Experimental Bloomery Ironmaking

Activities in the Weald of Southern England in the 21st Century

INTRODUCTION
The Weald is an area of land in southern England stretching approximately 160km E-W and varying from 30 to 55km N-S. It lies within the three counties of Kent, Sussex and Surrey, stretching from the coast at Hythe in the east to a little beyond Haslemere in the west. Geologically it consists of deposits of clay and sandstone, located between the chalk hills of the North and South Downs. The name ‘Weald’ has the same origin as the German word wald meaning ‘forest’ which reflects the abundance of one of the raw materials needed for early ironmaking, wood to make charcoal.

From the late Iron Age until the end of the Middle Ages, iron was smelted in the Weald in bloomery furnaces. Nearly 700 bloomery sites are known in the Weald, and it has been possible to ascribe an approximate date to about a quarter of these. About 60% of these dated sites are from the period of the Roman occupation, and most occur between 43 – 300AD.

OUR EXPERIMENTAL PURPOSE
The Wealden Iron Research Group (WIRG) is conducting a programme of experiments intended to replicate the bloomery smelting process used in the Weald during the Roman occupation. What follows is a description of the materials and processes used, together with analyses of the ore and products.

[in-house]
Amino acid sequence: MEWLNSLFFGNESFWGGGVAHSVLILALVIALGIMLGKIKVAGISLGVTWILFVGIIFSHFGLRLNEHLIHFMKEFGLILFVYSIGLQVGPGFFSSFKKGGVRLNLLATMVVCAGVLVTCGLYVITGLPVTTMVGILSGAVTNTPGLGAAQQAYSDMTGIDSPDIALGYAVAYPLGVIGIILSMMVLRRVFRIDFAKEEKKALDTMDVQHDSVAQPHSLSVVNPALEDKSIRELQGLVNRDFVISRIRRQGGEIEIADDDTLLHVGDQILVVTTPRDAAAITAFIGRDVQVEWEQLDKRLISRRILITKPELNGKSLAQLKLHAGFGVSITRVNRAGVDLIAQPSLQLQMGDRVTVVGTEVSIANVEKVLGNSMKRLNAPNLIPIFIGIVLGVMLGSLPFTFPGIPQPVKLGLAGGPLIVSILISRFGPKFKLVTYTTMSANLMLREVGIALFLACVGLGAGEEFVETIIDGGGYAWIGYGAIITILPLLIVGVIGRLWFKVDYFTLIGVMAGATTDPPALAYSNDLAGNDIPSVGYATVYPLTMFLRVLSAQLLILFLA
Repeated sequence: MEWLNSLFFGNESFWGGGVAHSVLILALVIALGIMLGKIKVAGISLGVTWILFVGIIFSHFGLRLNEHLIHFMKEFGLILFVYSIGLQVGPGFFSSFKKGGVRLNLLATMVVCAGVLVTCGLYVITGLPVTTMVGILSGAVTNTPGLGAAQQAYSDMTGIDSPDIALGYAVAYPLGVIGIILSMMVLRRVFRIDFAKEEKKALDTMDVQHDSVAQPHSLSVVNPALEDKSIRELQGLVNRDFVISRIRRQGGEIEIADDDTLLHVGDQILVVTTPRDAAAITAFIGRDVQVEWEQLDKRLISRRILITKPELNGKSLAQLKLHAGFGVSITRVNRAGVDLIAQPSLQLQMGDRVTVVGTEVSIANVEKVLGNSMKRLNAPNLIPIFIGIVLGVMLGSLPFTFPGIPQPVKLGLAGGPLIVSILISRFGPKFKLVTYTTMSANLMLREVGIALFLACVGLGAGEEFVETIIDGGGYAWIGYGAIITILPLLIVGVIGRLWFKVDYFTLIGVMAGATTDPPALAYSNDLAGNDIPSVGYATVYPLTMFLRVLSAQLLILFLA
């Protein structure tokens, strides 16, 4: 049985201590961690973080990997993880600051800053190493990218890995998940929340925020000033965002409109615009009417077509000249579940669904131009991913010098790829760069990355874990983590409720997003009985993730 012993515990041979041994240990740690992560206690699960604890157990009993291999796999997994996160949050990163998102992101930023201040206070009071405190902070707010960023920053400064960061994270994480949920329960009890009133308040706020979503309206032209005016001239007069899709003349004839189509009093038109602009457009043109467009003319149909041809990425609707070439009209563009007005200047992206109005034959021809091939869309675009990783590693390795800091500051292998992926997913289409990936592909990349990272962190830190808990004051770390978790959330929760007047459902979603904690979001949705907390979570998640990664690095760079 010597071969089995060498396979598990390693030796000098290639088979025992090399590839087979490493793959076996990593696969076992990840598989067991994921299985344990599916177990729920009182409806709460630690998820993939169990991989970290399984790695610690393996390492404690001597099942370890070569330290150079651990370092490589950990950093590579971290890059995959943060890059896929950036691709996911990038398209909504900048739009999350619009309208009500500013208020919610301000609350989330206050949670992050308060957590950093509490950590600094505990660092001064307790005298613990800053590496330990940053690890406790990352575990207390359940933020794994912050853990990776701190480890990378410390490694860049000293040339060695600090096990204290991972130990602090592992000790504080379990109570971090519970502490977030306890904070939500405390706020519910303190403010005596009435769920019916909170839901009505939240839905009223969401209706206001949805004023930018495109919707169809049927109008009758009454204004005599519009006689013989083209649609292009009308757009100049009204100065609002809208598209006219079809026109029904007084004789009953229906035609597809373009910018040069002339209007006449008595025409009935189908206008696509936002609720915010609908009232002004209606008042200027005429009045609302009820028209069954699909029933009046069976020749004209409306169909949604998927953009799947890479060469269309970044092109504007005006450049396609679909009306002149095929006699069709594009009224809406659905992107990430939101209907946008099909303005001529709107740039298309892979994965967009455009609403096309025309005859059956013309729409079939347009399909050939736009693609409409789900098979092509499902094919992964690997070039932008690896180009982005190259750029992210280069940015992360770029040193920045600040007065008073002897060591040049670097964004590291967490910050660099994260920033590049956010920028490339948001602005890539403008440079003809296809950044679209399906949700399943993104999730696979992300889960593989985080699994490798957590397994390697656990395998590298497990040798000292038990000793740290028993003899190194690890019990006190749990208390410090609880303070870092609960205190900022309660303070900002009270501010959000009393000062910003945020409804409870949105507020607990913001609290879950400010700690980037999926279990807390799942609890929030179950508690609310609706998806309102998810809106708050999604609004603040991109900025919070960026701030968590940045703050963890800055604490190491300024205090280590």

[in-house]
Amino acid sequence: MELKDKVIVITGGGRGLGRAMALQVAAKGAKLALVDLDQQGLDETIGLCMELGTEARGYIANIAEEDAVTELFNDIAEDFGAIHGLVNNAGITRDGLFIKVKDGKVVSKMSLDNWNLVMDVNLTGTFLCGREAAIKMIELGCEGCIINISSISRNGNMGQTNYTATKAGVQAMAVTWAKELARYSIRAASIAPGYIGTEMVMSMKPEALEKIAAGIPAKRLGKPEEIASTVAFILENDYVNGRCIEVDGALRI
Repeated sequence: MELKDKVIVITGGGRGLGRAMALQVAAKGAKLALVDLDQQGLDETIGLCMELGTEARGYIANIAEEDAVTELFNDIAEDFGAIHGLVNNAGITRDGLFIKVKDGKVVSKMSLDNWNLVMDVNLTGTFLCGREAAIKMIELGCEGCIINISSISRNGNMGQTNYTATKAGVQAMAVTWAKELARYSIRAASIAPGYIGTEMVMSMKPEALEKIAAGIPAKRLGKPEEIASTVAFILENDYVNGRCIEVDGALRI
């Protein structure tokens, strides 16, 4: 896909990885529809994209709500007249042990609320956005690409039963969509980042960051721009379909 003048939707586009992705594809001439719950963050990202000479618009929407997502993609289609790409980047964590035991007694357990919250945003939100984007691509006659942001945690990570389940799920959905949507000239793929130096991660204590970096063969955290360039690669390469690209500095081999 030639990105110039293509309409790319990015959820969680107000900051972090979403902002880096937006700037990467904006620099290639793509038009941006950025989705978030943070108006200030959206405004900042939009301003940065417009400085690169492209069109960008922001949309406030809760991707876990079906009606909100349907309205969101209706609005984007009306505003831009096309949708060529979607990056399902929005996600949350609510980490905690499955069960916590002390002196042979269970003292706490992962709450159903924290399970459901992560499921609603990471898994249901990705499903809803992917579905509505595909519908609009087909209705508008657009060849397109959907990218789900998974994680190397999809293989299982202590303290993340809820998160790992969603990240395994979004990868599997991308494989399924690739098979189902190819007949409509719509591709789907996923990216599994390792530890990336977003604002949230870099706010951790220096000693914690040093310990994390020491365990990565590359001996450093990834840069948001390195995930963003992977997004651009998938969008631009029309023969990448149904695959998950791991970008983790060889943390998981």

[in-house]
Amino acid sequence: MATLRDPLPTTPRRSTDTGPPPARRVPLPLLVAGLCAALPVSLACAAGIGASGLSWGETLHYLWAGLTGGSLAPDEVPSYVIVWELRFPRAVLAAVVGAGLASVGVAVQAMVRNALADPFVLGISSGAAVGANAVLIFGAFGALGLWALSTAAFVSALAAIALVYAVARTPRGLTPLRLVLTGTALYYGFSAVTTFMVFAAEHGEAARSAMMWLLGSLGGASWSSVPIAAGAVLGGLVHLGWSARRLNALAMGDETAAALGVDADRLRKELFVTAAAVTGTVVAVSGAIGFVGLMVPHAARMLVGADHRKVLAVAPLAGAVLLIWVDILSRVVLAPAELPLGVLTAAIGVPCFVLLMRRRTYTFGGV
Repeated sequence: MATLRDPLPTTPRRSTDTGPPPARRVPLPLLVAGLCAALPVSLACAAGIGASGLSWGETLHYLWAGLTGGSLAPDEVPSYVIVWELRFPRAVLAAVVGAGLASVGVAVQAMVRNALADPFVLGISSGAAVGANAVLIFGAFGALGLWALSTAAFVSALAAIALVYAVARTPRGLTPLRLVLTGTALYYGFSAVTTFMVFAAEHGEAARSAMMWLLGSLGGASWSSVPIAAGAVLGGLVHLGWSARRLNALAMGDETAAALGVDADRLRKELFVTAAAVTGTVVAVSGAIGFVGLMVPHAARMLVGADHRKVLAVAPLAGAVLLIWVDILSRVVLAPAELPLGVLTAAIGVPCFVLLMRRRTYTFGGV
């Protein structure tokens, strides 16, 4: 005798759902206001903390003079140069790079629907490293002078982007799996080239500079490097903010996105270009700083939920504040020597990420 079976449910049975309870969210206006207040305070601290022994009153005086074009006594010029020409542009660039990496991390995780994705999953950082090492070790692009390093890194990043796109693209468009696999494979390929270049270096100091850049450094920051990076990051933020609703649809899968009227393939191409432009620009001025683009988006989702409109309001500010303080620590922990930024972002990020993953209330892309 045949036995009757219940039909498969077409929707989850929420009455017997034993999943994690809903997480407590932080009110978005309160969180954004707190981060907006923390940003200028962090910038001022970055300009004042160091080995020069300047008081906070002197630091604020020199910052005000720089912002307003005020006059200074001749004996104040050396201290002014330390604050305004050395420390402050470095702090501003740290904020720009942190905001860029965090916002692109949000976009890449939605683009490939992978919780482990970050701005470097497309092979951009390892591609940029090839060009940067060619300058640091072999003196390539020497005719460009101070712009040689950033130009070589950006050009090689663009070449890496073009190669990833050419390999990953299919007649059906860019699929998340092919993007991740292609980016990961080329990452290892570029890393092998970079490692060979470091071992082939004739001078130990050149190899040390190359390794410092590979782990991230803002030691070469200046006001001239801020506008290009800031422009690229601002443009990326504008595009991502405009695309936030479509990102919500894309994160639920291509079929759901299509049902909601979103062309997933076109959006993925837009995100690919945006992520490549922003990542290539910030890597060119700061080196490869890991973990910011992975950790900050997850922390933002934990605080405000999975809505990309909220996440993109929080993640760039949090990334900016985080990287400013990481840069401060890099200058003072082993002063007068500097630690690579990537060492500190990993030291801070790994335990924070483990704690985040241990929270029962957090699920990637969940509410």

We are not just interested in producing iron. We are also attempting to produce slags which are similar in appearance and composition to the ancient slags we find in the field, using a furnace similar to that believed to have been used by the Romans.

ONGOING WORK
These pages, compiled in January 2003, are part of an ongoing project conducted by the smelting team of the Wealden Iron Research Group in an attempt to reproduce the techniques used to make iron in early shaft furnaces of the type believed to be operated in the Roman period.

To date, we have produced tap slags of similar composition to those found in the field, but we have not yet produced the high densities generally exhibited by these ancient slags. Our trials produce a more porous and friable material of a type occasionally found in the field.

While we are confident of producing iron and slag we are currently establishing the upper and lower limits of blowing rates and charge compositions which will produce a bloom and a dense slag.

TAKING PART
If you would like to see what goes on and/or join the team, please contact Brian Herbert for more details.

ACKNOWLEDGEMENTS
Thanks are due to the ‘smelting team’ who operate and maintain the furnace and to London & Scandinavian Metallurgical Ltd, The University of Surrey, and Historic England, for analysis and consultation on ore and slag samples.

Continue:  The Ore   Ore Preparation   The Furnace  The Smelt   The Bloom  Comparison with Ancient Slags  Limitations in Analysis  References   Pictures